In the same week that Paul Grimley left his job as Armagh manager he broke his silence about the decision of the Armagh team management and players not to talk with the media during their championship campaign.
As you would expect from Paul Grimley, it was straight to the point and extremely honest. I played against the Grimleys; they played the game in the same manner and were Armagh to the bone. I listened to the interview a number of times and what came across was a manager standing up for the right of his players who he felt were treated unfairly.
Of course he discussed other items during the interview but it was his thoughts on the incident prior to the Cavan game that caught my attention. Before the Ulster championship kicks off there is always a press night where members of the county managements go along and are questioned on what may be their expectations for the summer ahead.
Armagh sent Peter McDonnell, who was a past manager of the team and according to Grimley he is very articulate. However he was there for two and half hours and nobody thought it was worthwhile interviewing him. He was upset, according to big Paul, and they felt that if no one was interested in hearing what they had to say then they would say nothing at all until after the Cavan game.
Then the incident at the parade happened and the former Armagh manager felt his team lined up behind the band in an orderly fashion and when the fight broke out they defended themselves. Of course because of many of the tactics that many Armagh teams in the past might have used, and I say might, because we are all guilty of bending the rules at times, Armagh lined up behind the Cavan flag and this was seen as intimidation. But as Grimley put it, it is seen as a unwritten rule that the home team always line up on the inside and all that was needed was for someone to change the flags; situation avoided. Remember that Dublin players and supporters may take exception to a team going for the pre-match kick-about at the Hill 16 end of Croke Park.
Maybe the fact that we have had a good few of these incidents in Ulster over the years we can see where the media might be of the opinion that it was a bit of a set up but the Armagh players were not happy with the negative attention they received out of the incident so they said fair enough we will just get on with the job in hand and forget about all the other stuff.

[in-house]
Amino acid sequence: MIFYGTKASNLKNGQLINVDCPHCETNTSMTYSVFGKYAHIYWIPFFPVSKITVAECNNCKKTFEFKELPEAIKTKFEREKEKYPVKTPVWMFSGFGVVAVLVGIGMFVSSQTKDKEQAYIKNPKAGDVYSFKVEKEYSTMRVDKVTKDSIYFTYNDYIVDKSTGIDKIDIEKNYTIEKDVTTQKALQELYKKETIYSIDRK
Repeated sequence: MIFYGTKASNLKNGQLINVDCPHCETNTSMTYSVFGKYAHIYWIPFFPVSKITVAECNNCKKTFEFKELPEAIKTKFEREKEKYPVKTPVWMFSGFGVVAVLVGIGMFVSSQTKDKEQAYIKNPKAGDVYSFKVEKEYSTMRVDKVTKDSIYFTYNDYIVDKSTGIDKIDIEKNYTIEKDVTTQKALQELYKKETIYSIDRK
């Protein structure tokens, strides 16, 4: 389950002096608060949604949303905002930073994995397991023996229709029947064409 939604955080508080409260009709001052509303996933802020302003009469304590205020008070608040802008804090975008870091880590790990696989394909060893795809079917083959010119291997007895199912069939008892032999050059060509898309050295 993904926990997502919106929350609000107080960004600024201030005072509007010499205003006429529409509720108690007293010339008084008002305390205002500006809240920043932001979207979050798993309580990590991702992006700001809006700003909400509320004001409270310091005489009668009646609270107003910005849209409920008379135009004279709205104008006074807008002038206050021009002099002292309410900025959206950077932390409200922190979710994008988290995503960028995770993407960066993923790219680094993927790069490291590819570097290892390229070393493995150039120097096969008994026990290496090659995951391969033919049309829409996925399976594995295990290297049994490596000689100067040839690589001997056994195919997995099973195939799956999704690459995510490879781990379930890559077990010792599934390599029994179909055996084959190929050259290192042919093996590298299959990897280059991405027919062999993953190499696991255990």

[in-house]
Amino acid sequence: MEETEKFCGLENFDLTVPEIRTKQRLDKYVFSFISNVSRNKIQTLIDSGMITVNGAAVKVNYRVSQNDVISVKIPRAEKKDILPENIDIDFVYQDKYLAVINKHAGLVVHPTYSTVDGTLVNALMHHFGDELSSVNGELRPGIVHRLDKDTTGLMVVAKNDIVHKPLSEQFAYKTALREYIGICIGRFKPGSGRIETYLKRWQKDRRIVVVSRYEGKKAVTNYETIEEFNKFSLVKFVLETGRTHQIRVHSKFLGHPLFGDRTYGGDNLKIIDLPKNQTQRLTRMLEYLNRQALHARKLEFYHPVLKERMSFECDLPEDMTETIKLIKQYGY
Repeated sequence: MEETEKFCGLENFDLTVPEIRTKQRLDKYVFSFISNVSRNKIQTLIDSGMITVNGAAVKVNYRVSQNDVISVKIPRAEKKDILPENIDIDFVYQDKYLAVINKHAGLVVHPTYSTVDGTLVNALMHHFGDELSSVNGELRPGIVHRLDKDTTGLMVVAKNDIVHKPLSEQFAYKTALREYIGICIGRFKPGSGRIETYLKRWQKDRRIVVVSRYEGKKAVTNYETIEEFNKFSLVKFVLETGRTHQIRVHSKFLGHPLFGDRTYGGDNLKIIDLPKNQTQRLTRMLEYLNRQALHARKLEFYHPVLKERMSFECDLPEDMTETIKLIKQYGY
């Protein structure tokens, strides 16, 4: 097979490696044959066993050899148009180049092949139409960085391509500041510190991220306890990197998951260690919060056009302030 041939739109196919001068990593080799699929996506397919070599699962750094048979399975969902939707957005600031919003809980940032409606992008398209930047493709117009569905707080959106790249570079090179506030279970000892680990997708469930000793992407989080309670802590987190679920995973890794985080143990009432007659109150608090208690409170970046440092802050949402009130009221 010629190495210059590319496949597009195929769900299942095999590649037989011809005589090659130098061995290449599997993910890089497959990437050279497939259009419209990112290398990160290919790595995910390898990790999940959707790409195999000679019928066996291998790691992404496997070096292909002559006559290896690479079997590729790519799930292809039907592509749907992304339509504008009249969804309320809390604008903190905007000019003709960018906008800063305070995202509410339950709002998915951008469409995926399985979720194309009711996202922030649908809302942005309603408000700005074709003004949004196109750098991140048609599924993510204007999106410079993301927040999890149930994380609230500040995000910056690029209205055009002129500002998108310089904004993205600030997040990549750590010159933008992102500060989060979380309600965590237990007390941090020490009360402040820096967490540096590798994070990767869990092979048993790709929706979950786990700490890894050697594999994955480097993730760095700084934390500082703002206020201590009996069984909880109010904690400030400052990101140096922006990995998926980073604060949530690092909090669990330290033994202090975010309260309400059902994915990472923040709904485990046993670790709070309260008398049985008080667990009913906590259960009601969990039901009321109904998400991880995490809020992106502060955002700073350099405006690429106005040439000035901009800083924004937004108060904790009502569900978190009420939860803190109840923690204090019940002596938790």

He went on to say that both he and the Cavan manager tried to stop the fighting but he didn’t at any time condone it. He felt that the players had to defend themselves and he wasn’t happy that they (Armagh) had three players suspended and the Cavan team only had two players suspended.
Grimley also made a point which I would have said was more important than all the rest. He said that the media would not treat a professional sports person in the way that some of the press treated the Armagh management team and players. He went on to suggest that if they treated the professionals in the same manner they would find it very difficult to get access to them, which to be fair is not far away from the truth.
The same respect is not warranted to amateurs. If the press want to speak to a professional soccer or rugby player they will contact the player’s club or agent; if they want to talk to most intercounty footballers or hurlers they get a hold of a number and just ring them. It could be at any time of the day and the GAA players will accommodate most everyone, yet it’s expected.
Grimley went on to say that they didn’t use it to invent that siege mentality that many in the media had reported. He said that it did go too far but it wasn’t intentional and he was glad when it was over.
We in Donegal have often got the brunt of the national media. How many times have we read or listened to television or radio interviews about incidents with Donegal players, poor discipline both on and off the field; we where a laughing stock at times. Thankfully we are in the news for the right reasons at the minute but that can change with the stroke of a pen or the click of a computer.
Even Colm O Rourke in his column last weekend asked why do the GAA insist on not showing any of the controversial incidents during a game in Croke Park on the big screens. They should show more respect for the people that support and follow the games. Colm would be considered more of a traditionalist than most but at some time we all have to jump into the next century and change.
Of course no good ever comes out of this sort of action and the pressure to resort to the business as usual will always come from above; sponsors, television contracts have to be sorted and of course in today’s world image is everything.
Glad to hear that former Derry captain Kevin McCloy is in a stable condition and recovering after losing his pulse and been revived by a defibrillator at a recent club game. I wish Kevin a speedy recovery and all the best for the future.